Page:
Today, November 22nd, is the 54th anniversary of the assassination of President John F Kennedy.

And for weeks now, the government has been releasing large batches of long-secret JFK assassination records – but it’s been mainly hype as the documents lack any substantive content and “at least two-thirds of the never-seen JFK files that were supposed to be released — some 2,538 records — remain secret”, states a report from AlterNet.

Here are the 3 Big Lies repeated by Matthews:

  1. The Warren Commission was right.
  2. Lee Harvey Oswald shot Kennedy.
  3. And Oswald did it alone.

Just the opposite is actually true.

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September 16th: Mexican Independence Day

September 16, 2017 by Staff

Grito de dolores graphicEditor: It’s important for people living north of the US-Mexico border to know and understand important events and dates for people living south of the border.

And today, September 16th, is one of those days, as it’s Mexico’s Independence Day, a celebration of the anniversary of the beginning of the war against imperial Spain. It’s equivalent to July 4th on this side of the border.

by Fleur De Lys

September 16th is that time of year when all Mexicans from around the world are celebrating Mexican Independence Day. On September 1810 Mexico began a 10-year war for independence with Spain and since the country gained its independence, things came a long way but violence is still too high. … The traditional shout-out in Mexico for Mexican Independence Day is “Viva Mexico!” After the 1910 revolution that toppled dictator Porfirio Diaz, Mexicans were free to live in their own country, to have their own government and be able to shout out loud (or gritar) “Viva Mexico!”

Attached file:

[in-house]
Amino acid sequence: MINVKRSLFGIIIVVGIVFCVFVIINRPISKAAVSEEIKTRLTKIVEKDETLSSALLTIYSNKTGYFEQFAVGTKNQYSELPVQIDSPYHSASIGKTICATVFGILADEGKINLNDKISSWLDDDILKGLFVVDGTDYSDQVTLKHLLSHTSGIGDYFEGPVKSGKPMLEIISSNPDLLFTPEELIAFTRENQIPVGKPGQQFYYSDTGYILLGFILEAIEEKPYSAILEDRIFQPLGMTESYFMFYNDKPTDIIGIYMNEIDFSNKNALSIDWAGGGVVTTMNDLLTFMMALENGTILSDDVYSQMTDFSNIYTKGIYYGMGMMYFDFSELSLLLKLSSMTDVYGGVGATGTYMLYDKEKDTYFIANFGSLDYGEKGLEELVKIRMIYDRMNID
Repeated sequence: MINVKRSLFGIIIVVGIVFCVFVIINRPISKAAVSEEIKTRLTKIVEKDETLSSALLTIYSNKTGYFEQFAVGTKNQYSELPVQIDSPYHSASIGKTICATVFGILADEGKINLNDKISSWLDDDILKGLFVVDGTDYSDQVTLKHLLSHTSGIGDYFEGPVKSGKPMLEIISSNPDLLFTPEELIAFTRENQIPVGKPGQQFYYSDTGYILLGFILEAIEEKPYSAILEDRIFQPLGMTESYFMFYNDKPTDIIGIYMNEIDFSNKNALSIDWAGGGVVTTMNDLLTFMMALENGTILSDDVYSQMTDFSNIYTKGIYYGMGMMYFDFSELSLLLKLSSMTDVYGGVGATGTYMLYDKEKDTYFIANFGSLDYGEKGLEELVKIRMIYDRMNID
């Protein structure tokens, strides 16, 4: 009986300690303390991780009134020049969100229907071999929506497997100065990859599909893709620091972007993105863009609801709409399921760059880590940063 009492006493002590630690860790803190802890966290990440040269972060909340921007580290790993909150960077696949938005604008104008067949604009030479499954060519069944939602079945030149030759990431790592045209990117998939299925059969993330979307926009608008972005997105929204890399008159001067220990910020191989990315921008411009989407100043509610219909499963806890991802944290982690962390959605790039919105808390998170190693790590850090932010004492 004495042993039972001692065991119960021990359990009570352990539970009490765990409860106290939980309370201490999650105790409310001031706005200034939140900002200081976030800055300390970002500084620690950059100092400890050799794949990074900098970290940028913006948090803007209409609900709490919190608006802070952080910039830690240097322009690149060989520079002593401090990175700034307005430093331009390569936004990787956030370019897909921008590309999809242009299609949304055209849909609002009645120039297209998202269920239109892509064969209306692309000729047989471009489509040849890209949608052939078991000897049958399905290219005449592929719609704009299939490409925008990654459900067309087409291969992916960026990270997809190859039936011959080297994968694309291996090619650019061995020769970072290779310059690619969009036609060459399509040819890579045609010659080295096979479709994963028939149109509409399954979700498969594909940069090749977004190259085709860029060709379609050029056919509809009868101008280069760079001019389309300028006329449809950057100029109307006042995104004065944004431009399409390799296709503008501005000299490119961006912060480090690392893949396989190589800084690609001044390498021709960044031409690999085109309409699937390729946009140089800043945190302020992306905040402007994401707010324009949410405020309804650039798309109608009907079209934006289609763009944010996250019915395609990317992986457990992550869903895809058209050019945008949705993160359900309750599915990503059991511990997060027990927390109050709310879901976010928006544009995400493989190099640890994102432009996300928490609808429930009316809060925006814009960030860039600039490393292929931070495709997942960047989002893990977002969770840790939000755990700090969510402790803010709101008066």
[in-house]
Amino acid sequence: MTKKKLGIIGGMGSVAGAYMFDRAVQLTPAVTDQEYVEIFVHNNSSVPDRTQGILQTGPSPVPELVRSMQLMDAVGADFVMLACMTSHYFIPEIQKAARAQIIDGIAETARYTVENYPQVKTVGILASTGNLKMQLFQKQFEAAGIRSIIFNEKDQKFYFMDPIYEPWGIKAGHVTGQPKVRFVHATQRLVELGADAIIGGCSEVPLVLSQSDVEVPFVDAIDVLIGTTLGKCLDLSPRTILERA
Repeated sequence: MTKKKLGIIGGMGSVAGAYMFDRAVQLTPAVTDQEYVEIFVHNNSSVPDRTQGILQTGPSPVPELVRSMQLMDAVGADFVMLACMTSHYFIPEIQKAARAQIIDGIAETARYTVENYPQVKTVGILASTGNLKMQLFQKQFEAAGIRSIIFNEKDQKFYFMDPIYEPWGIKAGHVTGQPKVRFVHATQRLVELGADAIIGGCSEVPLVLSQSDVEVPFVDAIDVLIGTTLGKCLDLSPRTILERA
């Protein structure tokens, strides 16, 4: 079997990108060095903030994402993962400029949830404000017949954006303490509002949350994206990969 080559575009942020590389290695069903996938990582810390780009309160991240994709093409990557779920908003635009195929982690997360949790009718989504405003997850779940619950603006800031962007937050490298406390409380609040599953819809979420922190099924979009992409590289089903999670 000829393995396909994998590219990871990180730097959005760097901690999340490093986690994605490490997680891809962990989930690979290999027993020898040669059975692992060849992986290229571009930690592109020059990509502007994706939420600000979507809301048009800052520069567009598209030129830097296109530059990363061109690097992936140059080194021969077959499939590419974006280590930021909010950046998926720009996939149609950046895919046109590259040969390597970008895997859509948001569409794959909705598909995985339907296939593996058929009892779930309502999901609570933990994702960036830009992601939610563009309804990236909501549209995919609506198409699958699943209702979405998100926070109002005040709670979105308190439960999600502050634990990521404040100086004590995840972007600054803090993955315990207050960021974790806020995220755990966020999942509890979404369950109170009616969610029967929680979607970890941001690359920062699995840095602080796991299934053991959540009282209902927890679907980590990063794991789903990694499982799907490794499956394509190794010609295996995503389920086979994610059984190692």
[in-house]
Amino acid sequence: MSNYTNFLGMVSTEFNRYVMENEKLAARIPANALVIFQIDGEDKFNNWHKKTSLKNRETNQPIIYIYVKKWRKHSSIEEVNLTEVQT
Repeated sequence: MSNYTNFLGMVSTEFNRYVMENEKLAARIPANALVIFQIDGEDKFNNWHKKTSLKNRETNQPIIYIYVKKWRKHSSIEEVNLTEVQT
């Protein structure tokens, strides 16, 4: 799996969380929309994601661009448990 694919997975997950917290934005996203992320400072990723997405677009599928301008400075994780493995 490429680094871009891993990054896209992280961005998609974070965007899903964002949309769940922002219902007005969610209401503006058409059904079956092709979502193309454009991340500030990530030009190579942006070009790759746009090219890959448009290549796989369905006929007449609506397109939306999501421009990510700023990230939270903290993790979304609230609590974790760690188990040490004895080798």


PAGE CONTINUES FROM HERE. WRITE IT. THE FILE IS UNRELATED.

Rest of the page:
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‘America First:’ The Value of Knowing Where We’ve Been

August 10, 2017 by Source

By Bob Dorn / San Diego Free Press

Tough subjects seem always to end up with Greek or Latin roots. Alienation, bulimia, catastrophe, depression … just go through the alphabet and you’ll find them.

In our fragile democracies, maybe we assign concepts like these, wrestled over by so many psychoanalysts, social and clinical psychologists, political scientists, sociologists, historians, writers for large daily newspapers — even some politicians — that they’ve become contorted and distorted to the point that they are merely suggestive, symbolic, abstracted from the particular.